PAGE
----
Friday, April 25, 2008

REVIEW: Pathology

Hardcore horror fans are reflexively distrustful of theatrically-released films at this point. So goes the logic, anything that doesn't arrive with angry protesters on it's heels or circulating-legends of how much 'good stuff' got cut out to get an R just won't be worth the time. While not without basis, this mistrust means that on occassion worthwhile entries that might HELP the genre's theatrical-reputation like "Pathology" wind up having to wait for DVD to get deserved attention. Too bad.

This is a slicked-up new spin on the "mad doctor" theme, wherein the godlike power/perspective afforded to Men of Medicine drives some practitioners to amorality and unspeakable acts - the sort of films Vincent Price turned out by the dozens once upon a time. Here, the medicine in question is Forensic Pathology (thanks again, "CSI!") via our hero (Milo Ventimiglia) a rising-star Pathology prodigy doing his residency at a prestigious hospital while awaiting marriage to his super-rich super-hot fiance (Alyssa Milano.) Upon arriving, he discovers that the residents all live/work in fear of an elite clique of brilliant, hard-partying young super-docs led by Gallo (Michael Weston.)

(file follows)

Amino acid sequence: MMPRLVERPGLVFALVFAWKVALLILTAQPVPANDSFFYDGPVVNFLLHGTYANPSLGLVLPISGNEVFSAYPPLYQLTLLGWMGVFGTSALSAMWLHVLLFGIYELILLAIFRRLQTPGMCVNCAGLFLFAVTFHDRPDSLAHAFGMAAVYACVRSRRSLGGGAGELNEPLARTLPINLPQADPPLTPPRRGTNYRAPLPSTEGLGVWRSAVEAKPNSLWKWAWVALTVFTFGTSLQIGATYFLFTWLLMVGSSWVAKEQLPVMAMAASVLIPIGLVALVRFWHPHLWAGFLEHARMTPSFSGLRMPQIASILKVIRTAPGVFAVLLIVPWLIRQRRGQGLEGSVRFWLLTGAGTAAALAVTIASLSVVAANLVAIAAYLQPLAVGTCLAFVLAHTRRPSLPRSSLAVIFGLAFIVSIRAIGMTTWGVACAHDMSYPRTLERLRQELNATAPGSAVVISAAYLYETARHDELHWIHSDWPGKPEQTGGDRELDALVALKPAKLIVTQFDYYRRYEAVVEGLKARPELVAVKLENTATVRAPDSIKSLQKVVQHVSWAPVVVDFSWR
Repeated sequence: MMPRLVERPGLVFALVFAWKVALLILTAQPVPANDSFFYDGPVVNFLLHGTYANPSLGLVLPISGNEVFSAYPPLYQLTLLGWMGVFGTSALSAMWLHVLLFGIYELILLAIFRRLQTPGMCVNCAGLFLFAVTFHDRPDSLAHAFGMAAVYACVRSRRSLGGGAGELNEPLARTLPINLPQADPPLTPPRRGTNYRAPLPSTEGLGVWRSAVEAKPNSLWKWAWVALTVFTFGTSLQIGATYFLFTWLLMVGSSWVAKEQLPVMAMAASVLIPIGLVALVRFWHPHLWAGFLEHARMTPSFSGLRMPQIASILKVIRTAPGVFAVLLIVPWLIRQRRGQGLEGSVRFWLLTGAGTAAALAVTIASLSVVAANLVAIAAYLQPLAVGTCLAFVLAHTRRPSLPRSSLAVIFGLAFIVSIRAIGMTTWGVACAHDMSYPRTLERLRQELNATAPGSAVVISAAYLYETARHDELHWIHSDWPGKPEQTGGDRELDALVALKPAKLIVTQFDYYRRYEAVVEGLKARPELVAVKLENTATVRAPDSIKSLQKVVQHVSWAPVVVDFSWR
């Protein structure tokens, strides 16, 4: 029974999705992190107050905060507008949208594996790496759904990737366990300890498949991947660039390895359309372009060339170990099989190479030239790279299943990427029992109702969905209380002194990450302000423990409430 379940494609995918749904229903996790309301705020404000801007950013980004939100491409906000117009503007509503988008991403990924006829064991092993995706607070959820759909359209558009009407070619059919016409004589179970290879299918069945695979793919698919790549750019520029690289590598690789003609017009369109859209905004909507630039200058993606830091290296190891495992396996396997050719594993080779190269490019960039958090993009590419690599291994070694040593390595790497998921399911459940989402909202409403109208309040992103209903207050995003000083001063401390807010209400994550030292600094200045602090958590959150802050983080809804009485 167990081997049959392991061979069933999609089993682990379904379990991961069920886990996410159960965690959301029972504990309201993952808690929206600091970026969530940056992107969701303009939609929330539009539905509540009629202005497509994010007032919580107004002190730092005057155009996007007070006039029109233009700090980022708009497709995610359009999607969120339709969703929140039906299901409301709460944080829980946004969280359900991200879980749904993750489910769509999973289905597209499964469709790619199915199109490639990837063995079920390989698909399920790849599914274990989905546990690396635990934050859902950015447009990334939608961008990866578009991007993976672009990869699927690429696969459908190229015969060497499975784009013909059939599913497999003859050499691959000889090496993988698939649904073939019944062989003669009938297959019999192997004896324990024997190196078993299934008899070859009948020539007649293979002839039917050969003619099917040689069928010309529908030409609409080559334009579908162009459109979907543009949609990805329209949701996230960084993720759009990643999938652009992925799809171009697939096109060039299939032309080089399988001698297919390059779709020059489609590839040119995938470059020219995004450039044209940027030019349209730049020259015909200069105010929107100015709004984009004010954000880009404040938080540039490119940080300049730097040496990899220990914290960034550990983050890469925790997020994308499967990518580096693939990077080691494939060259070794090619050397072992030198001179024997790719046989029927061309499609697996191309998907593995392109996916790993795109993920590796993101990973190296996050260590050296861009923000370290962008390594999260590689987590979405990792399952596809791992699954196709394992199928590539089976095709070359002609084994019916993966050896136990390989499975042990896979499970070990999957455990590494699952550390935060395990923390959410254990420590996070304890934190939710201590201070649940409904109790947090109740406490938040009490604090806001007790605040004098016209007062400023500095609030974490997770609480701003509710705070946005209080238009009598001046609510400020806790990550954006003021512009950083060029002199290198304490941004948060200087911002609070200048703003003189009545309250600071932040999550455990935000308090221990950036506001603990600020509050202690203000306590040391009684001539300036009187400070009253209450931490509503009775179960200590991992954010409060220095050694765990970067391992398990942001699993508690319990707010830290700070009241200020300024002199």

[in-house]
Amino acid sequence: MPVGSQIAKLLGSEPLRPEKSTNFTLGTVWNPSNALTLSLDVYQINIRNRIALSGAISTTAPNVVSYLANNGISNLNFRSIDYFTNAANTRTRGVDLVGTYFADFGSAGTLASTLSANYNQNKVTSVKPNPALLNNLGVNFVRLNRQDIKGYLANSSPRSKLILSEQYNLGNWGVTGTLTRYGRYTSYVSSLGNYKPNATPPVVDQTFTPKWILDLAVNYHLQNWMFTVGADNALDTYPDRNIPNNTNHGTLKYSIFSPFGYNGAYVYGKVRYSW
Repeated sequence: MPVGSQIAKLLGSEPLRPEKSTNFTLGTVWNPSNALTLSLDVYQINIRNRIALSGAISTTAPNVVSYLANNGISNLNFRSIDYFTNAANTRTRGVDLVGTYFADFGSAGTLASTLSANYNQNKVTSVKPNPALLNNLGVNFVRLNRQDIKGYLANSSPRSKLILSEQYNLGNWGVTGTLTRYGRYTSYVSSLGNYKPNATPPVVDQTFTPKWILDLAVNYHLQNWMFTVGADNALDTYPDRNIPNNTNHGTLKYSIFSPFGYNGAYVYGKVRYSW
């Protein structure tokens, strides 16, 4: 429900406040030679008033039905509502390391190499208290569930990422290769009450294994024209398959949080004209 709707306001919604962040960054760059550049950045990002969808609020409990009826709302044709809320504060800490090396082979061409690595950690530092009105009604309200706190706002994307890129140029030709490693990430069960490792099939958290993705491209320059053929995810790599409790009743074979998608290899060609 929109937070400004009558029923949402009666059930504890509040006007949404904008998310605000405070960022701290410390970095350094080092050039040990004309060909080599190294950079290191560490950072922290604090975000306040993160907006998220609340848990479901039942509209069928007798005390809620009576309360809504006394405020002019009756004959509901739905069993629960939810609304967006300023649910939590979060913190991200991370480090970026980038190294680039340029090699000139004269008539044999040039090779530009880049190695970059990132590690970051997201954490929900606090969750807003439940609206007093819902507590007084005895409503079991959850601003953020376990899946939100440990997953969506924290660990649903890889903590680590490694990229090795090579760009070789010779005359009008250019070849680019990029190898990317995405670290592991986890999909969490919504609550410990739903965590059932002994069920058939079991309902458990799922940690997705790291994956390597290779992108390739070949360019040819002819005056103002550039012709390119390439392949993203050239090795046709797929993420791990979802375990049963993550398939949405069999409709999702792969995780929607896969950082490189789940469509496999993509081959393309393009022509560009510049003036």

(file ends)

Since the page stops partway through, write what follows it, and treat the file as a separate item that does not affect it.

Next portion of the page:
Not only do Gallo's crew torment the other residents with all the cruel subtlety of the villians from "Mean Girls" along with flaunting drug-fueled hedonism after hours (both the male and female members toss Lauren Lee Smith's seemingly-nymphomaniacal redhead temptress back and forth like a softball)... their REAL kick is an elaborate murder game by which one member of the team creatively-murders a deserving (or maybe not..) victim and challenges the others to figure out how they pulled it off. Soon enough, our hero is drawn into their world for the intellectual challenge, the goading of the very Tyler Durden-like Dr. Gallo and a quickly-out-of-hand infatuation with the Smith's insatiable seductress.

Now thats a nice, nasty premise for a thriller if I ever heard one. The script comes courtesy of Mark Neveldine and Brian Taylor, who between this and their debut collaboration "Crank" are setting themselves up as masters of creative excuses to wallow in movie-mayhem. "Pathology" is good-looking bad people doing horrid things for their (and our) amusement; and as far as that goes it's a damn fine exercise in that particular subgenre. You get nasty murders, nastier autopsies and then the infrequent elaborate kinky sex scene - often all staged around the same medical equipment. Ew. But it's all engaging enough that it's hard to stop looking.

That said, yeah... it's not QUITE as nuts as it needs to be, though I've got to say there's a moment of blunt, hammer-force visual poetry involving a certain character's autopsy near the end that's damn near the kind of diseased-genius that you used to only be find in Luis Bunuel movies (you'll know it when you see it.) This is no classic, but it's not for lack of trying - and I bet it finds more than a few fans among ACTUAL Pathology residents.